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Google, Apple lay out strict rules for Exposure Notification API, no GPS data
Today, Google and Apple gave some more details surrounding its Exposure Notification API. Formerly called Contact Tracing API, the development tool is designed to help government organizations create mobile applications that will use the Bluetooth connections of our phones to help inform the public about their own exposures to COVID-19.
When Google and Apple joined together to announce the Exposure Notification API, the question on everyone’s mind was, “How will these companies keep user privacy safe in the face of this ongoing pandemic?” Well, the announcements today (via Reuters and The Verge) should help answer that question.
Google and Apple today issued a list of rules that organizations must follow in order to use the Exposure Notification API. It’s a common misconception that Google and Apple are together creating an app to help with COVID-19 exposures. In reality, the two companies are providing the framework for potential future apps, and instead are leaving it to countries around the world to determine how best to use that tool — if they decide to use it at all.
With that in mind, below are the rules developers and countries must follow to use the Exposure Notification API.
Exposure Notification API rules and limitations
- Any apps using the API must be made under the direct supervision of an official government public health authority (PHA).
- Exposure Notification apps using the API should only have one purpose: responding to the COVID-19 pandemic.
- User consent is necessary before apps can utilize the API.
- A user’s consent to share a positive test result is necessary before an app can share any such info with a PHA.
- The information gathered should only be used for the purposes of exposure notification, and under no circumstances should any of the data be used for advertising or other commercial purposes.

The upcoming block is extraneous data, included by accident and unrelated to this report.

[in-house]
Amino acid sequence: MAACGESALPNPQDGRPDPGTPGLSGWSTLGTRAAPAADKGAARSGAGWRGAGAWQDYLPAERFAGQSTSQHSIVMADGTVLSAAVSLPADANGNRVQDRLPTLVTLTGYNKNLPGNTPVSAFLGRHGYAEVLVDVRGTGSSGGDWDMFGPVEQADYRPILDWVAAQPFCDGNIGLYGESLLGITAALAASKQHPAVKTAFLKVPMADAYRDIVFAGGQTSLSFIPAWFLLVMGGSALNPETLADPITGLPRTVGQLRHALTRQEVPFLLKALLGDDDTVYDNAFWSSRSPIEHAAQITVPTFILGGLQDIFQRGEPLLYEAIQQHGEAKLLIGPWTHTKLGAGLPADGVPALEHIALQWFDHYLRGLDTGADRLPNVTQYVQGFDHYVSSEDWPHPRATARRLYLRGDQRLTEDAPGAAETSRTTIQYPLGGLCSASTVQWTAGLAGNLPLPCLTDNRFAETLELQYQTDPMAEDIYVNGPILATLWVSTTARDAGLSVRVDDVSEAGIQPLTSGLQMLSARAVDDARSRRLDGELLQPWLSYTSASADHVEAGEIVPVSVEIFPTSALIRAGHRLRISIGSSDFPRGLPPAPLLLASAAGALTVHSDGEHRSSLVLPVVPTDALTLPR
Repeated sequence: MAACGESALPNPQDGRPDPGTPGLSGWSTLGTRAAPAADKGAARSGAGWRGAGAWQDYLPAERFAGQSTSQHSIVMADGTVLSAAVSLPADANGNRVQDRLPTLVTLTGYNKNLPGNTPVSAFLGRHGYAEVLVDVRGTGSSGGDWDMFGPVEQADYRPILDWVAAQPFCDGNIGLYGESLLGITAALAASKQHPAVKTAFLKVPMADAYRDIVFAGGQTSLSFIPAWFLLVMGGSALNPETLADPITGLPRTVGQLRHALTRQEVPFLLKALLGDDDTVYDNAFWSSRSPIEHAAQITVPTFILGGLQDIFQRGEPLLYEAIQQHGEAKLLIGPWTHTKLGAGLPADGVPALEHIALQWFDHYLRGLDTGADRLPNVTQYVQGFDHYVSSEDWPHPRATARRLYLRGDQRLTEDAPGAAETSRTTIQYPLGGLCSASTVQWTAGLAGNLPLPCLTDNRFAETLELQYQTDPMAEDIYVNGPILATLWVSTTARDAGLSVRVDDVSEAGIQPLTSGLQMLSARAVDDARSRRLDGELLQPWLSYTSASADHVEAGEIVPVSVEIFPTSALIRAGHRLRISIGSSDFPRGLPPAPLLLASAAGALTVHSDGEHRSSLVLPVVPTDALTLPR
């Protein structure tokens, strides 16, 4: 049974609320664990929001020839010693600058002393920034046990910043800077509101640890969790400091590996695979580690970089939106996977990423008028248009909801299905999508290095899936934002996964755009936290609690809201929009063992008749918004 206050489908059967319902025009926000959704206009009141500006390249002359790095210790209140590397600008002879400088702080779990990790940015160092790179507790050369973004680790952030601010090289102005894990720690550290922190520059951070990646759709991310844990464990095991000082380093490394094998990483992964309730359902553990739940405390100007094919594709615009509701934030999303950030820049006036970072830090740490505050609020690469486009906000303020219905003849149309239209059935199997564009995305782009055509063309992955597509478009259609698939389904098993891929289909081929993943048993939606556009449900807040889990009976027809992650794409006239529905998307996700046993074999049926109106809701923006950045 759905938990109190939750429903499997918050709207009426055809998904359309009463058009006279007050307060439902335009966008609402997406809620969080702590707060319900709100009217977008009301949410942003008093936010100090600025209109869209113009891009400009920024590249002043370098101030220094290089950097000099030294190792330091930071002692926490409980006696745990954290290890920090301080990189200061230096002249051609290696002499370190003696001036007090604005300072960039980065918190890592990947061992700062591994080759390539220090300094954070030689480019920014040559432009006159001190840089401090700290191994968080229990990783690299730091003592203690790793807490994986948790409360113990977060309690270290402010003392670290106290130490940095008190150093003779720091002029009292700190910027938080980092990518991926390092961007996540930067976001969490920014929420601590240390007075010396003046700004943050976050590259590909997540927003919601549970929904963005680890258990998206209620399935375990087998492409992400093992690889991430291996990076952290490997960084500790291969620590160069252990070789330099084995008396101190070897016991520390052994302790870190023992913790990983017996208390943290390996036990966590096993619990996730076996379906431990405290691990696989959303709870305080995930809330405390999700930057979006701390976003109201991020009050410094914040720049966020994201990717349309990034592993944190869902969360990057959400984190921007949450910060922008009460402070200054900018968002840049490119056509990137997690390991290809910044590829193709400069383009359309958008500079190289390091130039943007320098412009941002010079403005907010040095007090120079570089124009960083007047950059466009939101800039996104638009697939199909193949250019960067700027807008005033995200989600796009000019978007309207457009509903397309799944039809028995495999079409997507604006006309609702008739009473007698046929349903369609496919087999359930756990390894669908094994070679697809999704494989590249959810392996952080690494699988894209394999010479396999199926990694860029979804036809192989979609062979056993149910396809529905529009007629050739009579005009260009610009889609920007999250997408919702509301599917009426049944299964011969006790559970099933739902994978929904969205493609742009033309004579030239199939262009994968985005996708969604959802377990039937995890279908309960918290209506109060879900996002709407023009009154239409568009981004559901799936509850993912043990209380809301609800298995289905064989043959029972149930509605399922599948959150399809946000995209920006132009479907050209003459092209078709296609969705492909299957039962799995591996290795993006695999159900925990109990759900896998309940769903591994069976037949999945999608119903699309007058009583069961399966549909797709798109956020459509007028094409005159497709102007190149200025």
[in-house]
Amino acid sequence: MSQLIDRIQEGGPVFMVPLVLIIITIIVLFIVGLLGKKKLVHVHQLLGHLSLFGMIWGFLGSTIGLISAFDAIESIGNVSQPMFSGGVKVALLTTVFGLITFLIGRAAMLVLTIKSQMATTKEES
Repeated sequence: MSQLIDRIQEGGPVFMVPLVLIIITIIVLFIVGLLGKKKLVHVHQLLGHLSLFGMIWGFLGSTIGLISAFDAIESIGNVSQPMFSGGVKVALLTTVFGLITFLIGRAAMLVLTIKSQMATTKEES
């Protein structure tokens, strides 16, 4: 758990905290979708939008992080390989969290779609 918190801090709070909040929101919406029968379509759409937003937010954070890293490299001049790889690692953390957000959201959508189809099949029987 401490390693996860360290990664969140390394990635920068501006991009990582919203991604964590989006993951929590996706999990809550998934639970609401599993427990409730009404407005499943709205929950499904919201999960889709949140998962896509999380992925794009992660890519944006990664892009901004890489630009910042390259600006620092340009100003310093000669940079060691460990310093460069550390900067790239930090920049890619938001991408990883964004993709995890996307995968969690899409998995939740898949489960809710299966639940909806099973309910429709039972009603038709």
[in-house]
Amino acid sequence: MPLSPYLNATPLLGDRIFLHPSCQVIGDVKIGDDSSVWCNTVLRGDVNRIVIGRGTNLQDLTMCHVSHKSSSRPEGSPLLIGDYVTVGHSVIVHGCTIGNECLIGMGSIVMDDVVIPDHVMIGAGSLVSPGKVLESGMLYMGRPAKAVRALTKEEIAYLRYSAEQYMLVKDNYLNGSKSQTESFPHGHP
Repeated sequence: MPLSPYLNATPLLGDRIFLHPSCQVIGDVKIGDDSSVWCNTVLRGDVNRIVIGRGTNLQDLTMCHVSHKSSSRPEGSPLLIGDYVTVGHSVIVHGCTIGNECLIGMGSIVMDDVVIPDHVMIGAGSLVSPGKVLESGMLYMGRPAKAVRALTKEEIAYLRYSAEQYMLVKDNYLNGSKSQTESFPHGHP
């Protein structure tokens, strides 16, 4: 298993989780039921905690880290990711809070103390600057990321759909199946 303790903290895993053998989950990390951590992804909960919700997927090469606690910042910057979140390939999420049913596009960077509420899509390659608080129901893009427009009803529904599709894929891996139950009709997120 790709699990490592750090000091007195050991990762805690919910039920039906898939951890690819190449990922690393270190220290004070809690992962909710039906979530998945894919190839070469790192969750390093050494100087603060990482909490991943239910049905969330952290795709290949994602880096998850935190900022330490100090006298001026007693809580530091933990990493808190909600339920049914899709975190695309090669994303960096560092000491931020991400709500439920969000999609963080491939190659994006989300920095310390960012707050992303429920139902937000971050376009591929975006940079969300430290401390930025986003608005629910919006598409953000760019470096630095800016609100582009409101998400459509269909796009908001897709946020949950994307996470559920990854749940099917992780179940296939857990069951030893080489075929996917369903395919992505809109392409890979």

- The Exposure Notification API will not give any access to a device’s Location Services (i.e. GPS information). Developers and PHAs cannot even seek permission for such access.
- Any existing applications or apps in development that use Location Services data can do so, but they cannot incorporate the Exposure Notification API.
- There can only be one app per country.*
That last one has an asterisk because it’s not quite rigid. What Google and Apple are trying to avoid is dozens of apps on the Google Play Store and Apple App Store from which users in each area of the world will need to choose. Therefore, the companies are saying there should be one app for each area, and that’s it.
However, if countries want to take a regional approach, that is OK. For example, the United States is one country, but if a PHA wants to make an app that’s just for a single state or collection of states, that is fine. Ultimately, though, Google and Apple will have control over this because they can simply remove apps from their respective stores if PHAs don’t work with them to develop apps that are as streamlined as possible.
Examples of apps based on Exposure Notification API
Below, you’ll find example images Google has created to give you an idea of what an exposure notification app could look like. Once again, Google and Apple are not creating apps, so these are simply mock-ups of what developers could do with this tool.
Google and Apple previously gave an estimate of mid-May for the consumer-facing release of the API. At some point later this year, the tool will be baked into both Android and iOS. The two companies are still committed to that timeline.
Time will tell if countries, nations, and states will opt to use the Exposure Notification API and abide by these rules — or try to do it on their own. Google and Apple are opening the door, but that doesn’t mean PHAs will actually go through it.